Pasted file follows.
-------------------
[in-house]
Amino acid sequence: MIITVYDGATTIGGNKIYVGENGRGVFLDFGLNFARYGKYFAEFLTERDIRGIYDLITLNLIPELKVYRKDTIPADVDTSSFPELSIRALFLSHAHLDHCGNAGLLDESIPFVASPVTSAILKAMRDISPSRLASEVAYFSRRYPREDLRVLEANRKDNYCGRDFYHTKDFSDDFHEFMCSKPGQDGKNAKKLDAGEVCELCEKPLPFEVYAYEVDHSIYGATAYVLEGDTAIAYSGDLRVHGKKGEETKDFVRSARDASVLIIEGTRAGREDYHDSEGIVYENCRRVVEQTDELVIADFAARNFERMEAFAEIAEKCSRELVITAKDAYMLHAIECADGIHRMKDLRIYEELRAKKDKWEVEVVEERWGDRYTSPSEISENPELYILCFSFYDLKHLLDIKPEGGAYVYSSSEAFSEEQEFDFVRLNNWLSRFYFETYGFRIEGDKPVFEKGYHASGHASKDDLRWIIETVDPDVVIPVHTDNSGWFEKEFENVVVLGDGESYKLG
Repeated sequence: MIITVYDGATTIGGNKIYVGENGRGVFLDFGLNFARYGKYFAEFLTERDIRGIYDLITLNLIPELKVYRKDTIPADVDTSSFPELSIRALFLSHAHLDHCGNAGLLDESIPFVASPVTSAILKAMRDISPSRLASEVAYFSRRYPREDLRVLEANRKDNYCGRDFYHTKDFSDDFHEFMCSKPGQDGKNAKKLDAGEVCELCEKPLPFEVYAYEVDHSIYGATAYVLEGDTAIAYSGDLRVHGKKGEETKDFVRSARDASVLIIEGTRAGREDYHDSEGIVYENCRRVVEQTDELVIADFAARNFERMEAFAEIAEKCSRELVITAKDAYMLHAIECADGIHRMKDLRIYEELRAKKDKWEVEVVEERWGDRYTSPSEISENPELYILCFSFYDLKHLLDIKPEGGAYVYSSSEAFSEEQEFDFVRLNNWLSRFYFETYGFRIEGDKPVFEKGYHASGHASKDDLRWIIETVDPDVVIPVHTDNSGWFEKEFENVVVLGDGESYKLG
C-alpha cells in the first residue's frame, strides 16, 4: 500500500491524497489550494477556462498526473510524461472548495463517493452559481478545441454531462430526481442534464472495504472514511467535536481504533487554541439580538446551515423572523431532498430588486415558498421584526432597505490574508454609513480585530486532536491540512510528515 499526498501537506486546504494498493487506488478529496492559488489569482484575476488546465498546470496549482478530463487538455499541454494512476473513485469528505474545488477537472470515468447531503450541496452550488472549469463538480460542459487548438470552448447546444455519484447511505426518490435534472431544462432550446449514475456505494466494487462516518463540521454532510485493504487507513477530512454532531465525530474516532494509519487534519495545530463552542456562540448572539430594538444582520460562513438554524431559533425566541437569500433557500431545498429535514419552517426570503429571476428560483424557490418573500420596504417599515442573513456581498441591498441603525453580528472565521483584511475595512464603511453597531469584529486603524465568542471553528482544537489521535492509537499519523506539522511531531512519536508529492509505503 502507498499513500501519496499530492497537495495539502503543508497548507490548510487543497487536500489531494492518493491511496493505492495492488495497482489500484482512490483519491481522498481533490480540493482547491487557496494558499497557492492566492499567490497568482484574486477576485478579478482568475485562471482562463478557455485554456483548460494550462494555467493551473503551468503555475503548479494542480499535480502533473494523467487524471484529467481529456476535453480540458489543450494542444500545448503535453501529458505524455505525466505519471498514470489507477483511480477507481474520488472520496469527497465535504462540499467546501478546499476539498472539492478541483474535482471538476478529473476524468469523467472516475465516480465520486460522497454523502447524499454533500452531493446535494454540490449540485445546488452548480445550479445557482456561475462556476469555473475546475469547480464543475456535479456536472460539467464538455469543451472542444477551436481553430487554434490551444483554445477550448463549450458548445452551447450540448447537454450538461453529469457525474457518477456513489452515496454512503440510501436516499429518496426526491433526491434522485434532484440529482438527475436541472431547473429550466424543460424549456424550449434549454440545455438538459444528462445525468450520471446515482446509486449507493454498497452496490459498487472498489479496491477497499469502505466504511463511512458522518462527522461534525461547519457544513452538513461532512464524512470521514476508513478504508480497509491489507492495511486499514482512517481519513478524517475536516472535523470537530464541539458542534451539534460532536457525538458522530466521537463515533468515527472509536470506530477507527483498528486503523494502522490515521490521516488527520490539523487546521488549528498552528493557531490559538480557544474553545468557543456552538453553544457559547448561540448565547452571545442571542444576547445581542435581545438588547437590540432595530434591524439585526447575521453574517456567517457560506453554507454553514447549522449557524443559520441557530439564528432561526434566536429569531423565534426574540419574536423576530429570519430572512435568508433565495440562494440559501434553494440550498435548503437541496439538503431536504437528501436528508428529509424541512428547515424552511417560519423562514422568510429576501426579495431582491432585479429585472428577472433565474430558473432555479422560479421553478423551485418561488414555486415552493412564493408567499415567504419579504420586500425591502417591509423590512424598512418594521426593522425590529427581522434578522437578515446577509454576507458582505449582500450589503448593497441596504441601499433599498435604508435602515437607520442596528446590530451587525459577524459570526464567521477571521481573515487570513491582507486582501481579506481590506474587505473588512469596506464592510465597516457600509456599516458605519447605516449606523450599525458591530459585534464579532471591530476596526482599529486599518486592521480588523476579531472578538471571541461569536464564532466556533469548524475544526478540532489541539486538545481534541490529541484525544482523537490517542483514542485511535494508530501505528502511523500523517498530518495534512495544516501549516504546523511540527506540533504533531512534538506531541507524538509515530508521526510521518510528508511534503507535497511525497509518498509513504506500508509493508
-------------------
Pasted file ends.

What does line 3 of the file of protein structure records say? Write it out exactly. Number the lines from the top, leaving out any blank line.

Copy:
Repeated sequence: MIITVYDGATTIGGNKIYVGENGRGVFLDFGLNFARYGKYFAEFLTERDIRGIYDLITLNLIPELKVYRKDTIPADVDTSSFPELSIRALFLSHAHLDHCGNAGLLDESIPFVASPVTSAILKAMRDISPSRLASEVAYFSRRYPREDLRVLEANRKDNYCGRDFYHTKDFSDDFHEFMCSKPGQDGKNAKKLDAGEVCELCEKPLPFEVYAYEVDHSIYGATAYVLEGDTAIAYSGDLRVHGKKGEETKDFVRSARDASVLIIEGTRAGREDYHDSEGIVYENCRRVVEQTDELVIADFAARNFERMEAFAEIAEKCSRELVITAKDAYMLHAIECADGIHRMKDLRIYEELRAKKDKWEVEVVEERWGDRYTSPSEISENPELYILCFSFYDLKHLLDIKPEGGAYVYSSSEAFSEEQEFDFVRLNNWLSRFYFETYGFRIEGDKPVFEKGYHASGHASKDDLRWIIETVDPDVVIPVHTDNSGWFEKEFENVVVLGDGESYKLG